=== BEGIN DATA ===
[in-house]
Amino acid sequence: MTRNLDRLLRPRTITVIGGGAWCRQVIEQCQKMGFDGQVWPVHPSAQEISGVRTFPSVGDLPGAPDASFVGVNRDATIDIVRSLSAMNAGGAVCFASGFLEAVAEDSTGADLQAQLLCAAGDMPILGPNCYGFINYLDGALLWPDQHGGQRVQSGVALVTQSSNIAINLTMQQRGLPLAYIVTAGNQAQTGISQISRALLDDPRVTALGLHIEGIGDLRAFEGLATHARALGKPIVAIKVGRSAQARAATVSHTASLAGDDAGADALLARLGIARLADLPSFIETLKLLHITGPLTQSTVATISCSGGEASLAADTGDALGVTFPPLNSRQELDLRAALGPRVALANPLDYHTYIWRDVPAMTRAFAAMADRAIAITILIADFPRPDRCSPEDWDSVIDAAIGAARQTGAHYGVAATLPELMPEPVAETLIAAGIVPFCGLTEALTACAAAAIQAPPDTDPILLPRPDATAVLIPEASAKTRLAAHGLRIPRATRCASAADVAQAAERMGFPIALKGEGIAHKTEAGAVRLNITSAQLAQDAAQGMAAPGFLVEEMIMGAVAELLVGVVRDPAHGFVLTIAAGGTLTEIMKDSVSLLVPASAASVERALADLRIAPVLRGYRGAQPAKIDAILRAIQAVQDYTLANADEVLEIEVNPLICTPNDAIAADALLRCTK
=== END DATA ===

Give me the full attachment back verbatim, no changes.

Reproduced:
[in-house]
Amino acid sequence: MTRNLDRLLRPRTITVIGGGAWCRQVIEQCQKMGFDGQVWPVHPSAQEISGVRTFPSVGDLPGAPDASFVGVNRDATIDIVRSLSAMNAGGAVCFASGFLEAVAEDSTGADLQAQLLCAAGDMPILGPNCYGFINYLDGALLWPDQHGGQRVQSGVALVTQSSNIAINLTMQQRGLPLAYIVTAGNQAQTGISQISRALLDDPRVTALGLHIEGIGDLRAFEGLATHARALGKPIVAIKVGRSAQARAATVSHTASLAGDDAGADALLARLGIARLADLPSFIETLKLLHITGPLTQSTVATISCSGGEASLAADTGDALGVTFPPLNSRQELDLRAALGPRVALANPLDYHTYIWRDVPAMTRAFAAMADRAIAITILIADFPRPDRCSPEDWDSVIDAAIGAARQTGAHYGVAATLPELMPEPVAETLIAAGIVPFCGLTEALTACAAAAIQAPPDTDPILLPRPDATAVLIPEASAKTRLAAHGLRIPRATRCASAADVAQAAERMGFPIALKGEGIAHKTEAGAVRLNITSAQLAQDAAQGMAAPGFLVEEMIMGAVAELLVGVVRDPAHGFVLTIAAGGTLTEIMKDSVSLLVPASAASVERALADLRIAPVLRGYRGAQPAKIDAILRAIQAVQDYTLANADEVLEIEVNPLICTPNDAIAADALLRCTK